Ron has a Quicktime movie file that stopped working after an Apple update. He has the original. Leo says that Handbrake can transcode it and Leo recommends MP4. He can even do it lossless. MP4 will also get played by anything and is cross-platform. EXFAT will work for the file structure, too.
Rick wants to know why his acoustic MP3s skip around. Leo says it could be the software he's using to play them back. Leo says it's weird that it would get better over time, rather than just being from a bad encode. It could also be the software he used to rip the CD with.
The chatroom says that some MP3 players have a check box that says "skip gaps," and the acoustic music could have silent sections in it that causes it. Leo says to try a different player, different medium and look for commonality.
Eric wants to rip one of his home video DVDs and put it on YouTube. Will MPEG4 work? Leo says yes. He can use Handbrake to do it and YouTube will upload it. But there will be some signal degrading by YouTube as they re-encode it.
Google has a list of acceptable formats at support.google.com.
Joe wants to rip his DVD collection and put it on an external hard drive. How big of a hard drive will he need? Leo says that regular DVDs have 4.7 GB of space, if he wants to keep all of the data from the DVD. But if he just wants the movie itself, then it won't take up as much space.
Don has a video CD and he'd like to convert it to DVD. Leo says it depends on the format. Don says it's TVOX. Leo says that the idea would be to get it off the CD without more compression. Leo suggests VideoLan's VLC Player. It can save it out as well. But it's giving him an error.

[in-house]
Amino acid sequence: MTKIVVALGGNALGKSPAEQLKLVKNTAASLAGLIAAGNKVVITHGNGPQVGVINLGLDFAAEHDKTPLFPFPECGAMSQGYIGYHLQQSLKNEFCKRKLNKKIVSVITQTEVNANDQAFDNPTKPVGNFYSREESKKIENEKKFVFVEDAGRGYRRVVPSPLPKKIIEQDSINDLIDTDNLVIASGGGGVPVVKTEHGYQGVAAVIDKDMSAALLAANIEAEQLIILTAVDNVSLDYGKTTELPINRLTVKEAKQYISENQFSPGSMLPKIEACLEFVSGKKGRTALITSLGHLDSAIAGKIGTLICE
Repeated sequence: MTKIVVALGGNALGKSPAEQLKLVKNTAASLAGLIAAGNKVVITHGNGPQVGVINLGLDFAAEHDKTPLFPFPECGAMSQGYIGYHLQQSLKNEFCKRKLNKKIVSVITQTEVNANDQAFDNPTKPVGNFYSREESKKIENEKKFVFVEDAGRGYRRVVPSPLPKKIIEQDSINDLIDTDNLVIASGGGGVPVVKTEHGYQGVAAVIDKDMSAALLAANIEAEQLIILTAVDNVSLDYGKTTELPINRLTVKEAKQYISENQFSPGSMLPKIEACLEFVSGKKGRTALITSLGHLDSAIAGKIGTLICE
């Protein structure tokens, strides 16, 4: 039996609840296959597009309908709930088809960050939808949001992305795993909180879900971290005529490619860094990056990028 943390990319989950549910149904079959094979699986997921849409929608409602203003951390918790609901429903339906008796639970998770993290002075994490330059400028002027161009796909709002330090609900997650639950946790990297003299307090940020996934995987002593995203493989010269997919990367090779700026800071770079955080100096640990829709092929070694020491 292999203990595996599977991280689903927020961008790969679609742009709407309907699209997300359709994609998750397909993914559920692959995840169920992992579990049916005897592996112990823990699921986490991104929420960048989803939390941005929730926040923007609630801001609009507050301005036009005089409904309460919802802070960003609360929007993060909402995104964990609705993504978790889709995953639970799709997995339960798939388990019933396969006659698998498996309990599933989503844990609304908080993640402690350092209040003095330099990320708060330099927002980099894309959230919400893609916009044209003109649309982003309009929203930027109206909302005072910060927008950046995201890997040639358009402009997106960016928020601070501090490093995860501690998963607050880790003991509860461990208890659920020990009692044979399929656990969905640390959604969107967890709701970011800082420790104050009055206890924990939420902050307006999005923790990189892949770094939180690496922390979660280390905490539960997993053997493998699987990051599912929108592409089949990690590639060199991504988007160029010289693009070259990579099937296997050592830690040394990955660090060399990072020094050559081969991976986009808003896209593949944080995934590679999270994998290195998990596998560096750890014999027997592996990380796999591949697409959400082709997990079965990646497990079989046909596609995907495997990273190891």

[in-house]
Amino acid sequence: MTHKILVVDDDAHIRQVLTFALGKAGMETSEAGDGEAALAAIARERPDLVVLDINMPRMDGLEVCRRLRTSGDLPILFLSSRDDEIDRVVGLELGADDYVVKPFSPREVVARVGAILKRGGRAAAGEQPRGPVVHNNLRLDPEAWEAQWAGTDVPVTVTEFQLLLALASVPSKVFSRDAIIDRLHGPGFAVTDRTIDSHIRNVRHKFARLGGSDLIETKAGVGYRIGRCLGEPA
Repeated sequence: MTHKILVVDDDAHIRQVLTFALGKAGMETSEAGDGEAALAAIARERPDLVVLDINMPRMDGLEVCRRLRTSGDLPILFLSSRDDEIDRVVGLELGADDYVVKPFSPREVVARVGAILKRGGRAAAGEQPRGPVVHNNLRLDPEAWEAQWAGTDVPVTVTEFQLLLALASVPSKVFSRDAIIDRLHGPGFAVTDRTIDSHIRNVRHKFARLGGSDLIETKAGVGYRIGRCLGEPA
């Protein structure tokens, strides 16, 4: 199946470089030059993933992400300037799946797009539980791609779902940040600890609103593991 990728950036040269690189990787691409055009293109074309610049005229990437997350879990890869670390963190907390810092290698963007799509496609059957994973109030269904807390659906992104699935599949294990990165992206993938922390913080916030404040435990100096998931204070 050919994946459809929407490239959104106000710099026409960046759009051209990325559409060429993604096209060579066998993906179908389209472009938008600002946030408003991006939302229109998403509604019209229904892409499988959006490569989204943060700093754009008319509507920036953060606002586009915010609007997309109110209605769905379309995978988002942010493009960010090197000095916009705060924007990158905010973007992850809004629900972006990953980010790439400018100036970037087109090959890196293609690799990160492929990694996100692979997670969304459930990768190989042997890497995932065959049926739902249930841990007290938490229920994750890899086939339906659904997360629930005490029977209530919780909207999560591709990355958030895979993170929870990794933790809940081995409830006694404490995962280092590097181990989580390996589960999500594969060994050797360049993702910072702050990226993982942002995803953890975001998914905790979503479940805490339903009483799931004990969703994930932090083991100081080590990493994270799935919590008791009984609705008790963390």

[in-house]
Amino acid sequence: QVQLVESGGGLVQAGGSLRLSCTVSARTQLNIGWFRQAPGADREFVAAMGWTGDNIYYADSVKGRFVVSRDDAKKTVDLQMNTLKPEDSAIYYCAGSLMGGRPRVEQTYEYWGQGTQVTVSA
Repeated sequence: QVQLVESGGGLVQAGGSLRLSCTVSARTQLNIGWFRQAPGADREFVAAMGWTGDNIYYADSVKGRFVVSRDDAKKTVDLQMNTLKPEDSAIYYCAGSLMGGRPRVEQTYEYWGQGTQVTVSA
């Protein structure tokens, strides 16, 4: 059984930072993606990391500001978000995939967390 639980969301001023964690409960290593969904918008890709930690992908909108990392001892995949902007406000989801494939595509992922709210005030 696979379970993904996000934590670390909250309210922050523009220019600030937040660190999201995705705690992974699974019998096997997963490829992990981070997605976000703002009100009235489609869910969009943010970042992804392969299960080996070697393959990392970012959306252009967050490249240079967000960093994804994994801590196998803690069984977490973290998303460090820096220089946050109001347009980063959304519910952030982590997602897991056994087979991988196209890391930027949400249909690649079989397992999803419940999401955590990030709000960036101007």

Elliot wants to capture old VHS movies to a computer he plans to buy. He needs to get a capture card for it. Does the processor speed have anything to do with it? Leo says that capture cards have the capability to re-encode as it captures. Unless it's a cheap one and then it may rely on the CPU to do the heavy lifting. Look for one that supports built-in H.264 encoding. That way, the card does the work.
Wayne has multiple copies of all his movies, in different video formats -- .MOV, .M4V, .WMV, .AVI, .MP4 -- and is wondering which one he should keep. Leo says it's not that one is better than another, it really depends on how he's encoded them. For example a low quality .M4V will look worse than a high quality .AVI. If all the settings were the same, then Leo would choose to go with H.264, or .M4V files.
The software will have to support distributed rendering, and Leo doesn't believe that Handbrake will do this. Apple's Compressor (in the Mac app store) that comes with Final Cut Pro can do this, and higher end pro products will allow the use of multiple machines to speed up the process. Rendering, or transcoding, can be sped up by distributing bits of the render to multiple computers across the network which they call a "render farm".